If you’ve ever taken a long-distance trip then you probably know that trips are rarely as simple undertakings as they first seem. Although we may start our trip with the best-laid plans many unexpected events often emerge to disrupt those plans.
For example, your initial estimate of a traveling speed of 65 miles per hour most likely assumes that the majority of your time will be spent traveling at a constant speed on the interstate. But, few of us are lucky enough to have an interstate that runs directly from our front door to our favorite shoreline. As a result, you’ll most likely have to spend a bit of time at the beginning of your trip and the end of your trip traveling on secondary roads. This means that you should expect to travel less miles than you’d originally planned during those times, which means that you should also expect some variation in your speed throughout your trip.
In addition, even the most ambitious amongst us wouldn’t attempt an 8 hour trip with our families without a few short courtesy stops for everyone to stretch their legs. In fact, most of us would even grant a longer stop for lunch.
But most importantly, every great travel planner knows to expect the unexpected. Traffic jams, road closures, out-of-the-way detours, or even inclement weather can all emerge to slow you down while pleasant surprises like unexpected shortcuts can give you a boost in the right direction.
Any trip offers the possibility of unexpected developments, any one of which could affect your overall travel time. In fact, the longer the trip, the more possibility there seems to be for those plans to go awry.
Remembering the goal
If you’ve ever taken a long trip, then none of the twists that I threw at you in the example above would have been surprising. Difficult road conditions? Sure. Inclement weather? Of course. Unexpected stops along the way? Absolutely.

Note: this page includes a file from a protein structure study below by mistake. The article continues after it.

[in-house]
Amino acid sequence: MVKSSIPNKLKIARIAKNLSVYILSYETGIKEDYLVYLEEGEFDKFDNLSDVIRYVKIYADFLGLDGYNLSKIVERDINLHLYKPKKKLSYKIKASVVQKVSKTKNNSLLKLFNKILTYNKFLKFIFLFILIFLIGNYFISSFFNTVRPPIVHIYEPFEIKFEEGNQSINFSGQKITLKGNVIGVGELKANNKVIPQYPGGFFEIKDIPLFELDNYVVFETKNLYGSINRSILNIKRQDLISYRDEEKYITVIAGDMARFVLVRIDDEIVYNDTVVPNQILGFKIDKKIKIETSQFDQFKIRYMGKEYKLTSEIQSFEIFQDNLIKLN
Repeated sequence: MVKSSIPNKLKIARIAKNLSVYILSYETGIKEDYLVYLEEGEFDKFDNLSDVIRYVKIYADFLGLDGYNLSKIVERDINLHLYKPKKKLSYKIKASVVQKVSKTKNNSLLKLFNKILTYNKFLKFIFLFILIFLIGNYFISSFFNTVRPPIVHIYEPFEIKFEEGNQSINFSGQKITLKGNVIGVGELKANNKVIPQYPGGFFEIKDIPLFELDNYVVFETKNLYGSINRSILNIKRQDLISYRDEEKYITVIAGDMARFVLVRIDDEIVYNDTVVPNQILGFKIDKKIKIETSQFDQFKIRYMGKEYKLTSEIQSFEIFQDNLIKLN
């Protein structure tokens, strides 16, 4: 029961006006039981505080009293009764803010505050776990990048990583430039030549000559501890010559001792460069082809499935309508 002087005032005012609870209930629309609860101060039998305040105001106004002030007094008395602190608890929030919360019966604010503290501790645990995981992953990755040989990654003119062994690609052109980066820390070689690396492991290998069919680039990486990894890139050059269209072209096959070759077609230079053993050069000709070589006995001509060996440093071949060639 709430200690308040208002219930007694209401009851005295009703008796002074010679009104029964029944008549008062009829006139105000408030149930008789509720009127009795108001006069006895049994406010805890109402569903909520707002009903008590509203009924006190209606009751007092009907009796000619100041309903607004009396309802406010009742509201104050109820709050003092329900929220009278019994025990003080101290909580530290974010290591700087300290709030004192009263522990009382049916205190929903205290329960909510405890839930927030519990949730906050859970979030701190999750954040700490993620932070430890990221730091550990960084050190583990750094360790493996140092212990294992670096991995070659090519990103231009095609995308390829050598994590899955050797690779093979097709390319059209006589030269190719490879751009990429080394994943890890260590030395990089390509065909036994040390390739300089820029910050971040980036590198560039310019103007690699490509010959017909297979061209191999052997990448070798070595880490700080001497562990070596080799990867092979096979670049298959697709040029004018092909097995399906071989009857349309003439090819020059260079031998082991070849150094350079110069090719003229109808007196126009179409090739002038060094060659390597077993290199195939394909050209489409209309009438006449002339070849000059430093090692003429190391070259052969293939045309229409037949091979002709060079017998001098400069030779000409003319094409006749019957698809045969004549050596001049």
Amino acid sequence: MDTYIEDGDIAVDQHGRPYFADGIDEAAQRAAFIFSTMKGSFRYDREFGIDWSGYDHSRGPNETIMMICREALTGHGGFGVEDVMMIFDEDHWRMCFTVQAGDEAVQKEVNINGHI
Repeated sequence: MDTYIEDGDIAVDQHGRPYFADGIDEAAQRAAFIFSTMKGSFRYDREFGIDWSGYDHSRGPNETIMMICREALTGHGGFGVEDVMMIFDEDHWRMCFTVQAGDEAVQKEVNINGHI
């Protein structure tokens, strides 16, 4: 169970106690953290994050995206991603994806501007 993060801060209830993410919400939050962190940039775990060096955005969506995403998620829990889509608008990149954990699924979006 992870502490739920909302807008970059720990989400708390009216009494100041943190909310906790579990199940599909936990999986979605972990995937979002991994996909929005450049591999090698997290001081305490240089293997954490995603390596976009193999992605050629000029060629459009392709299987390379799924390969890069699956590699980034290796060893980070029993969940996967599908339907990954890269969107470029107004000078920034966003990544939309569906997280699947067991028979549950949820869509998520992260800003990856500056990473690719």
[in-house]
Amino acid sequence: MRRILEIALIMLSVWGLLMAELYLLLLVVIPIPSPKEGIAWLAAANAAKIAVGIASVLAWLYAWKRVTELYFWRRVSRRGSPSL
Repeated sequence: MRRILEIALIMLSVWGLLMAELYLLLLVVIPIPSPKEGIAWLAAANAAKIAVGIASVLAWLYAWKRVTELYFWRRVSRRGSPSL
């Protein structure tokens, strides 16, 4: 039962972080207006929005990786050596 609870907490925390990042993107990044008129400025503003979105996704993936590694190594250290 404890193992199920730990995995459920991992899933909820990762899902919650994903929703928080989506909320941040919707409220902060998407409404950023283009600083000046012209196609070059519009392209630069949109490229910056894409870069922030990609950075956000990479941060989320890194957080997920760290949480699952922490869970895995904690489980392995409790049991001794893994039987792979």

But, if you’re like most people, when I gave you my first estimate of 8 hours of travel time, which I arrived at by simply dividing our expected effort by our average forecasted velocity, these types of issues were probably the furthest thing from your mind.
However, even with those unexpected developments, if you arrived at the beach safely then you’d likely still consider the trip a success. This because arriving at the beach is your ultimate goal, not the trip to it.
If your goal had simply been to drive 500 miles in your car, then you could have just driven 250 miles in one direction out of your front door, turned around, and drove 250 miles back. Or, if your goal had only been to spend 8 hours in your car, then you could have just driven in circles around your block for 8 hours.
When applied to analogy like this the idea of driving circles around your block for 8 hours and considering that a success seems ridiculous. “Of course I wouldn’t do that” you say, “the goal was to get to the beach…not to spend some arbitrary number of hours in my car driving aimlessly.”
But if this is the case, then why is it that so many organizations judge the success of their teams only on whether that team closed an arbitrary number of points in a given a timeframe with little regard for the work the team ultimately produced while earning those points?
The next time your organization holds a sprint review in which the focus is solely on the number of points closed rather than the value that those points delivered, remember: the destination is the goal, not the journey.
Want to learn more about how to make agile work on real teams? Check out my course, Agile in the Real World from Pluralsight, for tips and techniques to help your organization get the most out of their agile adoption.
Don't have a Pluralsight membership yet? Try the entire Pluralsight course catalog free for 10 days here.